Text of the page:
I generally support transparency, although it is easy to forget that not too long ago the FOMC was totally opaque, only publishing minutes a month later. indeed the ratex people argued the only way the Fed could actually influence economic behavior was by fooling people, doing something unexpected, which was clearly easier to do back in the days of secrecy. But I am not for returning to those days.

          Reply
  5. ltr

    https://newsaf.cgtn.com/news/2021-10-08/Nigerian-central-bank-to-launch-digital-currency-within-days-governor-14aTldyPY3K/index.html

    October 8, 2021

    Nigerian central bank to launch digital currency within days: governor

    The Central Bank of Nigeria (CBN) will launch the eNaira, its digital currency, in a couple of days from now, Governor Godwin Emefiele told a conference on Thursday.

    He said this would make Nigeria “one of the first countries in Africa, and indeed the globe, to adopt the digitization of its national currency”.

    The CBN had announced plans to launch its own digital currency this year after Nigeria barred banks and financial institutions from dealing in or facilitating transactions in cryptocurrencies in February.

    Emefiele had previously said the eNaira would operate as a wallet against which customers could hold existing funds in their bank accounts, and that this would accelerate financial inclusion and enable cheaper and faster remittance inflows.

    The CBN had named Barbados-based Bitt Inc as its technical partner in developing the eNaira.

    Reply
    1. pgl

      “The CBN had named Barbados-based Bitt Inc as its technical partner in developing the eNaira.”

      More opportunities to funnel the potential tax base from Africa to offshore tax havens. This strikes me as a rather foolish idea.

      Reply
    2. ltr

      https://www.reuters.com/article/us-caribbean-digitalcurrency/eastern-caribbean-blazes-a-trail-as-first-currency-union-to-launch-central-bank-digital-cash-idUSKBN2BO5VF

      April 1, 2021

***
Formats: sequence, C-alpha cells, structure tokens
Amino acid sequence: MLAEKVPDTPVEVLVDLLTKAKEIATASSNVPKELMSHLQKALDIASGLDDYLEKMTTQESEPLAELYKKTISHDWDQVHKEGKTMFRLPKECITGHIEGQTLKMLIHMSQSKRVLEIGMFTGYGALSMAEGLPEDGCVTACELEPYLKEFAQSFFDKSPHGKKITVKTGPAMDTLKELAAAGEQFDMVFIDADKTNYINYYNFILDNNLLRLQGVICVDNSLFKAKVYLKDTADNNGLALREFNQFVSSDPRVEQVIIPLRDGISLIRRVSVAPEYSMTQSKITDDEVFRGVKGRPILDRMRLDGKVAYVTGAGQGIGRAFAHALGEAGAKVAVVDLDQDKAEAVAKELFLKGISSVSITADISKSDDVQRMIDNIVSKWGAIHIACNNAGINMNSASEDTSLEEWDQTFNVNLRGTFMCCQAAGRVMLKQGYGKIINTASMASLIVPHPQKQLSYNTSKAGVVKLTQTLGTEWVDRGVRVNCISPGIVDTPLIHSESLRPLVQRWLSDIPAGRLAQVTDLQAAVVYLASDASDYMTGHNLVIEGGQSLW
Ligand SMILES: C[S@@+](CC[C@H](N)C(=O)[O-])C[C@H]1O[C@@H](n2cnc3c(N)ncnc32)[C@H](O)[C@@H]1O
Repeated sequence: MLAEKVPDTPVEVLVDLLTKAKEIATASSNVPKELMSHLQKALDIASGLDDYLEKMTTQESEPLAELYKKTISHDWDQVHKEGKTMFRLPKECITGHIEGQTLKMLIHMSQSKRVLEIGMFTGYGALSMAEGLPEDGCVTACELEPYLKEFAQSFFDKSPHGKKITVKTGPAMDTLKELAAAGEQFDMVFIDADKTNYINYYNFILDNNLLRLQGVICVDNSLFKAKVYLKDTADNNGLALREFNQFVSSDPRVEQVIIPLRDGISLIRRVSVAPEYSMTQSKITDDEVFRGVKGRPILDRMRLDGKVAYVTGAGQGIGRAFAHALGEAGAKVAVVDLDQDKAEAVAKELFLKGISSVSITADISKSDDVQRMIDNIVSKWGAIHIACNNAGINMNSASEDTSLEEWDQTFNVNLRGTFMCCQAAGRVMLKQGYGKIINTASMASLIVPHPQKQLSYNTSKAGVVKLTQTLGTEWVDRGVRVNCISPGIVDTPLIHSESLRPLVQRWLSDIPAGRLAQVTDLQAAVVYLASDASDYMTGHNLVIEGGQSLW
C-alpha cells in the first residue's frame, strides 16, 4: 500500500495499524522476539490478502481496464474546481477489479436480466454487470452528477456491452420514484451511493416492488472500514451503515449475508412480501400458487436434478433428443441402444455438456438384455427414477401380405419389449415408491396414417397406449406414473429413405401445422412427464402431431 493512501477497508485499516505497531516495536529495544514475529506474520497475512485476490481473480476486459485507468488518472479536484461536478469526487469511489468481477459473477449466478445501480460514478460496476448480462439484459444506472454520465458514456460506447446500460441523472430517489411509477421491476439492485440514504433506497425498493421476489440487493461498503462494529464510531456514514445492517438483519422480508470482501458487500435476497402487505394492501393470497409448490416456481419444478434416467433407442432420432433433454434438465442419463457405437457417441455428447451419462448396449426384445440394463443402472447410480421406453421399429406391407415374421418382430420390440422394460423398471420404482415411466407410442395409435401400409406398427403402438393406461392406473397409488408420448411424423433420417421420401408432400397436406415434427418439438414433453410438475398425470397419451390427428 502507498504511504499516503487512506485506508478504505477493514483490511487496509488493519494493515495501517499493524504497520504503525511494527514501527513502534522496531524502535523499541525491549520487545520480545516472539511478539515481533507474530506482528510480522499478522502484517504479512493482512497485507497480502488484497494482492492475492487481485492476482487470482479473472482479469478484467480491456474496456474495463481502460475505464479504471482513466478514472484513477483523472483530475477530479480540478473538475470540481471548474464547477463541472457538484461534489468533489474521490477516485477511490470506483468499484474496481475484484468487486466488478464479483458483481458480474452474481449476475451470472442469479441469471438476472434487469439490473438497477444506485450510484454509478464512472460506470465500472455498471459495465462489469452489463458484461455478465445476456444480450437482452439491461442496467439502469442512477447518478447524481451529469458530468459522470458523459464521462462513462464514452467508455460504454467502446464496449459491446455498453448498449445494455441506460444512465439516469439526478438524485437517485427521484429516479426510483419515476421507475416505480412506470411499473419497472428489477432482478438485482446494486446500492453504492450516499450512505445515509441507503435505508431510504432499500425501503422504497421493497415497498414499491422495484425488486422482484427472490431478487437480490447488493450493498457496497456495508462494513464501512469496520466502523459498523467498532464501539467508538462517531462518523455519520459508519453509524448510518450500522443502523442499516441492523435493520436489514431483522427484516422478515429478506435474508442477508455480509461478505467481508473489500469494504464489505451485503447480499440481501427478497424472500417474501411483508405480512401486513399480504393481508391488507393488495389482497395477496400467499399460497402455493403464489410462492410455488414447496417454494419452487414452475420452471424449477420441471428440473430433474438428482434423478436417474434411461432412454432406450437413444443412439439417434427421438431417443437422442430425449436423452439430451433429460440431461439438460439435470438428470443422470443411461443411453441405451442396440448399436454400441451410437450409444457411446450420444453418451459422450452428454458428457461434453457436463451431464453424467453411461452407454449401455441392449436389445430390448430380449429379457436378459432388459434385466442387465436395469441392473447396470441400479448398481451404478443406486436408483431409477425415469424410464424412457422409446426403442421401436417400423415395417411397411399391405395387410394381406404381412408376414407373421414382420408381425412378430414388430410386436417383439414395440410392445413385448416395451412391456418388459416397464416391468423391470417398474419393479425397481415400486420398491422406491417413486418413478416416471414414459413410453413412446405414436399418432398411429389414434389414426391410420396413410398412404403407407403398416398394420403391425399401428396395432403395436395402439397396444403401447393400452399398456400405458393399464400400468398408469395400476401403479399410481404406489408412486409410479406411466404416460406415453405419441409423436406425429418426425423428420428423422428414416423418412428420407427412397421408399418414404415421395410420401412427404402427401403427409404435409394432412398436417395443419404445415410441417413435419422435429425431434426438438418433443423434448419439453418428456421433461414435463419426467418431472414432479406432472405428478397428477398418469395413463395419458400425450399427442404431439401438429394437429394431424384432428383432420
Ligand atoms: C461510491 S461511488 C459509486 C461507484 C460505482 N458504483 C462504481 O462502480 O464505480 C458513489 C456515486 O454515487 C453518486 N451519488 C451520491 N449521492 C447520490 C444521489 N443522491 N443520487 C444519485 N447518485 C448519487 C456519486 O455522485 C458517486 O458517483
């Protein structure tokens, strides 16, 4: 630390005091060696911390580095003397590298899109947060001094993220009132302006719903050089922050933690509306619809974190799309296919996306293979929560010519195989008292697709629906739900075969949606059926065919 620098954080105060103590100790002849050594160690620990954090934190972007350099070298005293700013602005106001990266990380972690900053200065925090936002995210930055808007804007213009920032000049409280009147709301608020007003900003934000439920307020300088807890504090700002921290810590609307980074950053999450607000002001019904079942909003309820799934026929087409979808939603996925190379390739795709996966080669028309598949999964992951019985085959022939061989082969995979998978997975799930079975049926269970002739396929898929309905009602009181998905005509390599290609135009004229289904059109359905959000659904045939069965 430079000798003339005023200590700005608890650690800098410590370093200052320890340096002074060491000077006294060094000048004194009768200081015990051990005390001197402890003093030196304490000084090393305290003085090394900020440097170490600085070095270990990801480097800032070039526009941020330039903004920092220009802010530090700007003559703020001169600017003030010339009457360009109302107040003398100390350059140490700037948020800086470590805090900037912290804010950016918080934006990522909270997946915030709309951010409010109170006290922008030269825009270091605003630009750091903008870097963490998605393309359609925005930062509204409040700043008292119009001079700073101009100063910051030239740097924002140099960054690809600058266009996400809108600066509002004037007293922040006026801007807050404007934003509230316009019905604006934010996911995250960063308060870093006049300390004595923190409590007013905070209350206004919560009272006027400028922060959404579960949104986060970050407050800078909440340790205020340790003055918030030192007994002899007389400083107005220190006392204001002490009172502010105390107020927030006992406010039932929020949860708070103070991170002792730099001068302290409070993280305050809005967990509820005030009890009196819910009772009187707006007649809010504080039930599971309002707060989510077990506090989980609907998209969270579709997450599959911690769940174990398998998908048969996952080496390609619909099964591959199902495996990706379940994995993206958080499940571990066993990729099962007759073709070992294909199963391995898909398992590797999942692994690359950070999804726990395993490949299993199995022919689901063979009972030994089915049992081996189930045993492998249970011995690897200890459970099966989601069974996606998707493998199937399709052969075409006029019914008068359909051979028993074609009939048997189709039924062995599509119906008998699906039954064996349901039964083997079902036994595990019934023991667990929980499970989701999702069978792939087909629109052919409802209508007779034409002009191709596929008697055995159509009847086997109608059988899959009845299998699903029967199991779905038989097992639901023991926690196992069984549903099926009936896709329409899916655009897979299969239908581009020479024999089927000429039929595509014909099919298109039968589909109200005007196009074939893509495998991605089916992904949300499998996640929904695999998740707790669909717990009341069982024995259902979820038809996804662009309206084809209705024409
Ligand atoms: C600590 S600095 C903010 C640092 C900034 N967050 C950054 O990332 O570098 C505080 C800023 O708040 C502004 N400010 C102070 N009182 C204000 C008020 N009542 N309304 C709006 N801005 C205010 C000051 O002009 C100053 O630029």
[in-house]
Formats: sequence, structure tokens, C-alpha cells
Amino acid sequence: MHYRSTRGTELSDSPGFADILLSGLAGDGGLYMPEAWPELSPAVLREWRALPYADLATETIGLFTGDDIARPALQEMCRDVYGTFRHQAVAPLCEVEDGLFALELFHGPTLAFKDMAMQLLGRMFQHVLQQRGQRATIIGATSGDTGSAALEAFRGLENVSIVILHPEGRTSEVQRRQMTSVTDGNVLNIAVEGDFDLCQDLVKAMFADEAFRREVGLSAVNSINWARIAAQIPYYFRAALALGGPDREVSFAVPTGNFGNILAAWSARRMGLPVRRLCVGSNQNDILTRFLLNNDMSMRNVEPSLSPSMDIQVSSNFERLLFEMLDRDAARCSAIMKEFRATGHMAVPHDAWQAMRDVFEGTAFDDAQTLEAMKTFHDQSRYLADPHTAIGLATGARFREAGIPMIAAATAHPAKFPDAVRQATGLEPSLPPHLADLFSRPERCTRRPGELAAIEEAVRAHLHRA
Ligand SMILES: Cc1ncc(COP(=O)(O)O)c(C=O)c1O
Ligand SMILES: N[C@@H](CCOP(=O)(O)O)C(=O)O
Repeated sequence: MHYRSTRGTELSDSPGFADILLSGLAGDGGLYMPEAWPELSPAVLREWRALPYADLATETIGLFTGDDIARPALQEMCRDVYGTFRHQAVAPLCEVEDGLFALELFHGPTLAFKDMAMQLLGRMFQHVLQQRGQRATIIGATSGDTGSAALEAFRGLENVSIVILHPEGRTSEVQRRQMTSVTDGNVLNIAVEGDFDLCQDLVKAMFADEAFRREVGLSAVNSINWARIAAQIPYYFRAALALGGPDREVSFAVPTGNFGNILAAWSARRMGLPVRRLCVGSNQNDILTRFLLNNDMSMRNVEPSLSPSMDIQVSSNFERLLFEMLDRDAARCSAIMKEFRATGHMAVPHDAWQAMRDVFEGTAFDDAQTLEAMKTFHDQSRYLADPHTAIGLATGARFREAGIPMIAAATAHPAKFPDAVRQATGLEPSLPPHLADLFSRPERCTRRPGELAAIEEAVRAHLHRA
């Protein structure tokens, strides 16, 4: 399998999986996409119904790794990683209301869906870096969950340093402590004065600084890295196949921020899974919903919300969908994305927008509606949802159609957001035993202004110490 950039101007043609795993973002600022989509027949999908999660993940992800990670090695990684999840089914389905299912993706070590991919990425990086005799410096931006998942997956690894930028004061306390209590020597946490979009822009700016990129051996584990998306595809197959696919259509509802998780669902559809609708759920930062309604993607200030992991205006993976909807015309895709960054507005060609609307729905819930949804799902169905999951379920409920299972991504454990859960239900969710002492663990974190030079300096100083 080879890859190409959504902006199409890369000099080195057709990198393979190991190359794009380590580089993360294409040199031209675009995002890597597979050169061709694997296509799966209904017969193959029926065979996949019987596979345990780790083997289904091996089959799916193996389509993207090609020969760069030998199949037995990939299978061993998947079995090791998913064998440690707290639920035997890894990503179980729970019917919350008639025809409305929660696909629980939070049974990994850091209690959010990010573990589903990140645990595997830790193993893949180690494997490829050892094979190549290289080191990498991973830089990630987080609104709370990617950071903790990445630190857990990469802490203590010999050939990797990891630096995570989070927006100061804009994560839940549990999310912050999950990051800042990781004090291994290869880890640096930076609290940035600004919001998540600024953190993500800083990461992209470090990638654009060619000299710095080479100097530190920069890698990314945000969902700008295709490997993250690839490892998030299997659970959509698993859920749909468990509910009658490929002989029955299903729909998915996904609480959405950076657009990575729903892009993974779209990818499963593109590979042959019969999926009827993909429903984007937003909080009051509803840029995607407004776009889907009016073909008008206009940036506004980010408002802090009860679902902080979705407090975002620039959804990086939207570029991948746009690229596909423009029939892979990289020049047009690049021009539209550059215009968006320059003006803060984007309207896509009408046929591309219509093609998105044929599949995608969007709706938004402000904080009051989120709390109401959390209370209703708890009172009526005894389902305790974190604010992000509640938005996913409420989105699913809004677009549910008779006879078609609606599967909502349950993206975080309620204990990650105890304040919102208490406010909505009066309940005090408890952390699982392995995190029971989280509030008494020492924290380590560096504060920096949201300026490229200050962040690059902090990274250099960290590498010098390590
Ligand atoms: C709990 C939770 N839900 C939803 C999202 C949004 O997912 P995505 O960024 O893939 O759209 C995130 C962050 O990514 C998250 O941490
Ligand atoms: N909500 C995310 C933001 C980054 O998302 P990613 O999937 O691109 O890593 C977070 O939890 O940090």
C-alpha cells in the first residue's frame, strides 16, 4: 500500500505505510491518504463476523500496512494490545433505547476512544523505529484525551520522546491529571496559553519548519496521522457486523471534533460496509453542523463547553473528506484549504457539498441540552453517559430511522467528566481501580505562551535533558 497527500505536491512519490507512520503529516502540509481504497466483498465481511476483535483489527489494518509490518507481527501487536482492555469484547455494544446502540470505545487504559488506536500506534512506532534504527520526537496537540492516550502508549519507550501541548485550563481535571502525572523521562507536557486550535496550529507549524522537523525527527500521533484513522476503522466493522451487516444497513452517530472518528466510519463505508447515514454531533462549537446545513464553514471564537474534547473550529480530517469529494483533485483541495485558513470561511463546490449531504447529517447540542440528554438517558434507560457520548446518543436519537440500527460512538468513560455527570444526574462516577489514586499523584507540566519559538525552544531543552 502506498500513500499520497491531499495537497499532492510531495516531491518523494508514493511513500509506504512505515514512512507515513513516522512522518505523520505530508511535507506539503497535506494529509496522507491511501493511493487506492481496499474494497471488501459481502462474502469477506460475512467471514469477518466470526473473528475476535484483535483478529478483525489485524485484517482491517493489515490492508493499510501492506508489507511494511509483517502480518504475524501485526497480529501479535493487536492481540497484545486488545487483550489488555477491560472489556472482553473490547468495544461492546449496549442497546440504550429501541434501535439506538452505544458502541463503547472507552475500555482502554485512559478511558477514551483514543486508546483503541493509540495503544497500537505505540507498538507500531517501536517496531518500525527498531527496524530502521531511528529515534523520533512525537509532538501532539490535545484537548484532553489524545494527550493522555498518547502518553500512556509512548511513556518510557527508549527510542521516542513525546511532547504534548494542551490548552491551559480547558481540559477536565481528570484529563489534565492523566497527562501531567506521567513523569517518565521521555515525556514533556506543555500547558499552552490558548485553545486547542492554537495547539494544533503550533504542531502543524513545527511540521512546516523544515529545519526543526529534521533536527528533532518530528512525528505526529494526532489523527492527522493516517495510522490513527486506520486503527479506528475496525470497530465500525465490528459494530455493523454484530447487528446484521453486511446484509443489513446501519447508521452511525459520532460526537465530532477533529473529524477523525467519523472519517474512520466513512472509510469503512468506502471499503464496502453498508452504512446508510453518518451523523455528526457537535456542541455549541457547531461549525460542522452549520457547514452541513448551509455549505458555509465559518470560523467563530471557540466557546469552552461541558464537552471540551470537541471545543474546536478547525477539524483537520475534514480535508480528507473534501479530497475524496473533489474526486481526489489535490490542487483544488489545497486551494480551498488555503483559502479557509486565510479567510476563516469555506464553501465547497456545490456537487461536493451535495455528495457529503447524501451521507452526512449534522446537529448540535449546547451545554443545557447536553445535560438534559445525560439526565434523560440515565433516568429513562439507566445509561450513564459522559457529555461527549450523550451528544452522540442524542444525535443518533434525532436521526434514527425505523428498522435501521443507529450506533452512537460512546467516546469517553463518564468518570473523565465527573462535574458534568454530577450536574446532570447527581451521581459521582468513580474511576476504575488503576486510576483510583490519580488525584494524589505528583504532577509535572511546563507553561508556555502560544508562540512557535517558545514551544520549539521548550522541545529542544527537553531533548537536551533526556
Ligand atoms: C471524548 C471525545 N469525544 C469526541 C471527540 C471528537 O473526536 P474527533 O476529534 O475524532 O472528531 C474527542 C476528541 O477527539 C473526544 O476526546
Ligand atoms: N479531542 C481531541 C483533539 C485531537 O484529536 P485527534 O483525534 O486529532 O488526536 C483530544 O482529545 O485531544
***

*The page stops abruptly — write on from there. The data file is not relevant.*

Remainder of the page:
Eastern Caribbean blazes a trail as first currency union to launch central bank digital cash
      By Sarah Marsh – Reuters

      HAVANA – The Eastern Caribbean on Thursday became the first currency union central bank to issue digital cash, a move that comes as bigger monetary authorities such as the European Central Bank look at issuing their own electronic cash.

      Official digital currencies are more “risk-free” than private electronic payment systems as they are backed by the central bank. They also cut out the middle man, reducing the cost of transactions, and make e-payments possible for those without bank accounts.

      The so-called DCash is being initially rolled out in four of the eight member countries of the Eastern Caribbean Currency Union, according to Bitt, the Barbados-based firm that led its development. The pilot includes Antigua and Barbuda, Grenada, Saint Kitts and Nevis, and Saint Lucia.

      Large central banks across the world are stepping up efforts to develop digital currencies to modernize financial systems, speed up payments and counter a possible threat from cryptocurrencies….

      Reply
  6. pgl

    Someone screamed at me that Uber will be reporting profits for the 3rd quarter of this year which stunned me until I realized Uber is talking about something they call Adjusted EBITDA, which they define as:

    “We define Adjusted EBITDA as net income (loss), excluding (i) income (loss) from discontinued operations, net of income taxes, (ii) net income (loss) attributable to non-controlling interests, net of tax, (iii) provision for (benefit from) income taxes, (iv) income (loss) from equity method investments, (v) interest expense, (vi) other income (expense), net, (vii) depreciation and amortization, (viii) stock-based compensation expense, (ix) certain legal, tax, and regulatory reserve changes and settlements, (x) goodwill and asset impairments/loss on sale of assets, (xi) acquisition and financing related expenses, (xii) restructuring and related charges and (xiii) other items not indicative of our ongoing operating performance, including COVID-19 response initiatives related payments for financial assistance to Drivers personally impacted by COVID-19, the cost of personal protective equipment distributed to Drivers, Driver reimbursement for their cost of purchasing personal protective equipment, the costs related to free rides and food deliveries to healthcare workers, seniors, and others in need as well as charitable donations.”

    Well yea but with this kind of accounting, Donald Trump can declare the Federal government ran a surplus each year of his Presidency!

    Reply